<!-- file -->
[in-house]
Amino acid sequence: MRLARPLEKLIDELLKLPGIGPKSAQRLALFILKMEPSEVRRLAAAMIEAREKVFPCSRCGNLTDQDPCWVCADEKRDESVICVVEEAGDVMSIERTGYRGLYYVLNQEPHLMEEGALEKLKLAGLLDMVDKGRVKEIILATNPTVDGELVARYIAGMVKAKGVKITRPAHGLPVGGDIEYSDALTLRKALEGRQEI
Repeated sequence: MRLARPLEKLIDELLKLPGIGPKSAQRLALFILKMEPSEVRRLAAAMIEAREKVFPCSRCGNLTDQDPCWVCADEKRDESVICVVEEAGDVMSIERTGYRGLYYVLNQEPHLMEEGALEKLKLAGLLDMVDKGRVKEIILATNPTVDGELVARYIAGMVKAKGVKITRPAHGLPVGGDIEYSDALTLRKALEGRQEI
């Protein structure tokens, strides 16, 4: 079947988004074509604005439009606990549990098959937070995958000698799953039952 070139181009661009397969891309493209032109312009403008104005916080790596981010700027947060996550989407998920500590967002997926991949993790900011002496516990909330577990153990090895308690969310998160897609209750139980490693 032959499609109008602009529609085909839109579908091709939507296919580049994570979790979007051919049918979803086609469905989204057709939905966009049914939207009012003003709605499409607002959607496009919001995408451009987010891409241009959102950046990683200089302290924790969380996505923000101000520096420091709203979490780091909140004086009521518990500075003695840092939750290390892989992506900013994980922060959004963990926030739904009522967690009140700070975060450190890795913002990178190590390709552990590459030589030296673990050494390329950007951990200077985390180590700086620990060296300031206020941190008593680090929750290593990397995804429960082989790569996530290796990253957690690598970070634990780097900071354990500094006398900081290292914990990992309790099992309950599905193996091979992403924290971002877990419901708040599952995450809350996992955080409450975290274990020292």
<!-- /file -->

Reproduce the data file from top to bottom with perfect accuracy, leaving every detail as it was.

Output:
[in-house]
Amino acid sequence: MRLARPLEKLIDELLKLPGIGPKSAQRLALFILKMEPSEVRRLAAAMIEAREKVFPCSRCGNLTDQDPCWVCADEKRDESVICVVEEAGDVMSIERTGYRGLYYVLNQEPHLMEEGALEKLKLAGLLDMVDKGRVKEIILATNPTVDGELVARYIAGMVKAKGVKITRPAHGLPVGGDIEYSDALTLRKALEGRQEI
Repeated sequence: MRLARPLEKLIDELLKLPGIGPKSAQRLALFILKMEPSEVRRLAAAMIEAREKVFPCSRCGNLTDQDPCWVCADEKRDESVICVVEEAGDVMSIERTGYRGLYYVLNQEPHLMEEGALEKLKLAGLLDMVDKGRVKEIILATNPTVDGELVARYIAGMVKAKGVKITRPAHGLPVGGDIEYSDALTLRKALEGRQEI
């Protein structure tokens, strides 16, 4: 079947988004074509604005439009606990549990098959937070995958000698799953039952 070139181009661009397969891309493209032109312009403008104005916080790596981010700027947060996550989407998920500590967002997926991949993790900011002496516990909330577990153990090895308690969310998160897609209750139980490693 032959499609109008602009529609085909839109579908091709939507296919580049994570979790979007051919049918979803086609469905989204057709939905966009049914939207009012003003709605499409607002959607496009919001995408451009987010891409241009959102950046990683200089302290924790969380996505923000101000520096420091709203979490780091909140004086009521518990500075003695840092939750290390892989992506900013994980922060959004963990926030739904009522967690009140700070975060450190890795913002990178190590390709552990590459030589030296673990050494390329950007951990200077985390180590700086620990060296300031206020941190008593680090929750290593990397995804429960082989790569996530290796990253957690690598970070634990780097900071354990500094006398900081290292914990990992309790099992309950599905193996091979992403924290971002877990419901708040599952995450809350996992955080409450975290274990020292």